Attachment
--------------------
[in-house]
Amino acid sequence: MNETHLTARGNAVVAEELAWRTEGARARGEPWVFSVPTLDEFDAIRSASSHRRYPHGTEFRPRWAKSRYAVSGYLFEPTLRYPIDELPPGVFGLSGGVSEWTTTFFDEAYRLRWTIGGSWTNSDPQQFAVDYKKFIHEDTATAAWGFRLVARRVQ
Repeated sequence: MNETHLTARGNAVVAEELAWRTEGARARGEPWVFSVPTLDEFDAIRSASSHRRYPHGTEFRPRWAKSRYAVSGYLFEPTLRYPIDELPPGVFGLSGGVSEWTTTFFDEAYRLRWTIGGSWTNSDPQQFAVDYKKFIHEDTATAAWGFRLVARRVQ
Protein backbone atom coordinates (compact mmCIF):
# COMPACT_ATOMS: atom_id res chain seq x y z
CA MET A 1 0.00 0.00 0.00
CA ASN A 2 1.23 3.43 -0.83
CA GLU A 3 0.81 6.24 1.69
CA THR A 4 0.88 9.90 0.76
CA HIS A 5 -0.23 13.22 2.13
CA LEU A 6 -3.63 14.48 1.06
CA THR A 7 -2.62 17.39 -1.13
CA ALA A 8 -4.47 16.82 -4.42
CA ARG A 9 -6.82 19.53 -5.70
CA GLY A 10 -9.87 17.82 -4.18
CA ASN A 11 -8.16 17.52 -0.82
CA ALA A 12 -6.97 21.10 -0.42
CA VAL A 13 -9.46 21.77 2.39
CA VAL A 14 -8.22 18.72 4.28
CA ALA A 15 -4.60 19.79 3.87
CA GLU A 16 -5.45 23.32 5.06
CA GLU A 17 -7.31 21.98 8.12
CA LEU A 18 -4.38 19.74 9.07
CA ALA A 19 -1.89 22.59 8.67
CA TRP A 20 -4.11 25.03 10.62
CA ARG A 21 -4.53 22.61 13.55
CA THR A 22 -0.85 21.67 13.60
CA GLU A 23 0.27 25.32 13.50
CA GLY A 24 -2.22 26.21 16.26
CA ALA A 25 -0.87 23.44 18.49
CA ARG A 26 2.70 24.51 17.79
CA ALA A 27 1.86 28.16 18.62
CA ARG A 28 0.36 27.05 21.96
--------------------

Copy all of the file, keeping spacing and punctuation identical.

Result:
[in-house]
Amino acid sequence: MNETHLTARGNAVVAEELAWRTEGARARGEPWVFSVPTLDEFDAIRSASSHRRYPHGTEFRPRWAKSRYAVSGYLFEPTLRYPIDELPPGVFGLSGGVSEWTTTFFDEAYRLRWTIGGSWTNSDPQQFAVDYKKFIHEDTATAAWGFRLVARRVQ
Repeated sequence: MNETHLTARGNAVVAEELAWRTEGARARGEPWVFSVPTLDEFDAIRSASSHRRYPHGTEFRPRWAKSRYAVSGYLFEPTLRYPIDELPPGVFGLSGGVSEWTTTFFDEAYRLRWTIGGSWTNSDPQQFAVDYKKFIHEDTATAAWGFRLVARRVQ
Protein backbone atom coordinates (compact mmCIF):
# COMPACT_ATOMS: atom_id res chain seq x y z
CA MET A 1 0.00 0.00 0.00
CA ASN A 2 1.23 3.43 -0.83
CA GLU A 3 0.81 6.24 1.69
CA THR A 4 0.88 9.90 0.76
CA HIS A 5 -0.23 13.22 2.13
CA LEU A 6 -3.63 14.48 1.06
CA THR A 7 -2.62 17.39 -1.13
CA ALA A 8 -4.47 16.82 -4.42
CA ARG A 9 -6.82 19.53 -5.70
CA GLY A 10 -9.87 17.82 -4.18
CA ASN A 11 -8.16 17.52 -0.82
CA ALA A 12 -6.97 21.10 -0.42
CA VAL A 13 -9.46 21.77 2.39
CA VAL A 14 -8.22 18.72 4.28
CA ALA A 15 -4.60 19.79 3.87
CA GLU A 16 -5.45 23.32 5.06
CA GLU A 17 -7.31 21.98 8.12
CA LEU A 18 -4.38 19.74 9.07
CA ALA A 19 -1.89 22.59 8.67
CA TRP A 20 -4.11 25.03 10.62
CA ARG A 21 -4.53 22.61 13.55
CA THR A 22 -0.85 21.67 13.60
CA GLU A 23 0.27 25.32 13.50
CA GLY A 24 -2.22 26.21 16.26
CA ALA A 25 -0.87 23.44 18.49
CA ARG A 26 2.70 24.51 17.79
CA ALA A 27 1.86 28.16 18.62
CA ARG A 28 0.36 27.05 21.96